MILWAUKEE — A tough season rolled on for the Milwaukee Brewers on Sunday, as another loss came as a result of sloppy play.
Scripted like so many of the 51 losses before it, the Brewers wasted a stellar performance in one aspect of the game due to failures in the other two.
Left-hander Tom Gorzelanny gave Milwaukee six stellar innings in a spot-start, but a pair of throwing errors by Juan Francisco led to both New York runs and the Brewers were three-hit in a 2-1 loss.
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“Any loss like that … it’s always tough,” Gorzelanny said. “Those are always tougher to lose than it is to lose 7 or 8-0. It’s gut-wrenching a little bit but you’ve just got to hang with it and move on to the next day.”
Making his second start of the season, Gorzelanny didn’t allow an earned run in six innings, his longest outing since July 6, 2011. Filling in to give Wily Peralta a few extra days to rest his strained left hamstring, Gorzelanny didn’t walk a batter and struck out a season-high eight batters.
Brewers manager Ron Roenicke is now considering keeping Gorzelanny in the rotation. Milwaukee will be able to set up its starting rotation for the second half of the season with the All-Star break coming up, but the Brewers need to fill Friday’s start in Arizona first.
Right-hander Donovan Hand was scheduled to pitch against the Diamondbacks on Friday, but Gorzelanny now could make that start with Hand providing help to the taxed bullpen over the next few days.
“His stuff is better than what I remembered as a starter,” Roenicke said of Gorzelanny. “The fastball is really live. He mixes in the other pitches whenever he wants to and can keep them down low in the zone. That’s huge for those guys trying to keep them out of the air and from driving the ball.”
A starter for the first five years of his major league career, Gorzelanny has a career 4.55 ERA as a starting pitcher, while his ERA is 3.11 as a reliever.
“It’s something I’ve done most of my career, and I enjoy it, but I’m here to do what they need me to do,” Gorzelanny said. “Whether they want me to start again or go back to the bullpen, I’m happy with whatever.
“You take a different approach out there. Being a reliever, you’re trying to make outs quickly and throw the kitchen sink at them. Being a starter, you’re trying to set up guys, make good pitches and not get into patterns each time you face a guy.”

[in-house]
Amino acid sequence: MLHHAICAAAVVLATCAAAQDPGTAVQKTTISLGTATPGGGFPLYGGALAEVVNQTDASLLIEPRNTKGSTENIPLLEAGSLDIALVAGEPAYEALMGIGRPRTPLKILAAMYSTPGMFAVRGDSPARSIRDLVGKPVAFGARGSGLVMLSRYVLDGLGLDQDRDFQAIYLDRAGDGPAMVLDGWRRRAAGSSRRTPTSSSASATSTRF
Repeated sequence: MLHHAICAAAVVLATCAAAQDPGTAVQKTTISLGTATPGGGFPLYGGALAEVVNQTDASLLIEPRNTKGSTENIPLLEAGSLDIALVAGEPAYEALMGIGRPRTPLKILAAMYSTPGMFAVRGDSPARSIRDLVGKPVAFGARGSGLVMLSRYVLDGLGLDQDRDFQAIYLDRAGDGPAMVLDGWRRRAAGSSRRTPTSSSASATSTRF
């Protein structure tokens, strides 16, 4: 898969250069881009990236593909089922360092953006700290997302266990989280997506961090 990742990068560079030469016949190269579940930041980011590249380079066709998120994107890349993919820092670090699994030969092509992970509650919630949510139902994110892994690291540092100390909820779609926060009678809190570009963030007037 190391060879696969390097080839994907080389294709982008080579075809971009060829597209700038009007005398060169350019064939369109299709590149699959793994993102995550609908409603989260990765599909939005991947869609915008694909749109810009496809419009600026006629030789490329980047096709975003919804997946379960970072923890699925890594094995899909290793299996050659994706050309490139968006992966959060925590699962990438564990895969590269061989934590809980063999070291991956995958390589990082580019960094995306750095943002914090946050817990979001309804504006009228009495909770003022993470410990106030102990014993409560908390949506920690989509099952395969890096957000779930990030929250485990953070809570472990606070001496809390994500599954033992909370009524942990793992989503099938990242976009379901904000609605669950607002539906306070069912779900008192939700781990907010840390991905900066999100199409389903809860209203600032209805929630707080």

With two outs in the fourth inning, the Brewers appeared to have gotten out of the inning when Carlos Gomez threw a missile to second baseman Rickie Weeks with Mets first baseman Josh Satin trying to stretch a single into a double. Replays show Weeks clearly tagging Satin on the second swipe before he reached the base, but second base umpire John Hirschbeck called Satin safe, presumably only seeing the first tag attempt.
Gorzelanny then got Mets left fielder Andrew Brown to hit a slow roller to third base that Francisco charged but threw away, allowing Satin to score.
In a game that ended 2-1, a run scored off a blown call and an error is tough to swallow.
“I’m not saying that was an easy call,” Roenicke said. “He gets to look at the first swipe that he misses him on, pretty tough to stay with him and see the next part of it. It’s easy to see when you go back and look on replay, but he doesn’t have that. When it’s in fast motion, it’s tough to see. But, it hurt us.”
In the sixth inning, Mets right fielder Marlon Byrd hit a similar ground ball to Francisco, who again threw it away. Byrd went to second base and eventually scored on Satin’s double to right field.
While both plays were ruled hits with the errors coming on the errant throws to allow the base runners to advance, Francisco didn’t look comfortable on either of them.
“I don’t think you ever want to eat (the ball) because if he makes the throw on the line, it’s going to beat the runner,” Roenicke said. “I think both times, if you throw it on the line, I think they are out.”
Francisco now has four errors in three starts at third base for the Brewers. He’s looked comfortable at first base, but he has struggled a bit at his natural position of third base. The reports the Brewers got when they traded for Francisco indicated he had the ability to be a plus-defender at third base, but he has yet to show it in a small sample size.
“On those plays he doesn’t (look comfortable),” Roenicke said. “On the others he looks really good. The ball that’s hit right at him, the throw over, he looks confident throwing. The footwork on some plays when he’s coming in, those are the ones you have to work on.”
Offensively, Milwaukee managed just three hits off Mets starter Jeremy Hefner. Jonathan Lucroy’s solo home run in the seventh inning was the only hit to leave the infield, as Sean Halton and Norichika Aoki both collected infield hits.
Though the loss dropped the Brewers back to 17 games under .500, Gorzelanny’s performance gives Roenicke another option in the starting rotation. The skipper admitted adding a left-hander to the starting staff is tempting, since the Brewers currently have all right-handers in the rotation.
“I think it’s nice to see a lefty go in there once in awhile and change their lineup around,” Roenicke said. “It depends on who you are playing, whether that fits or not. Sometimes you look at these lineups and they kill left-handers. We’ll look at Arizona a little closer and see what it looks like.”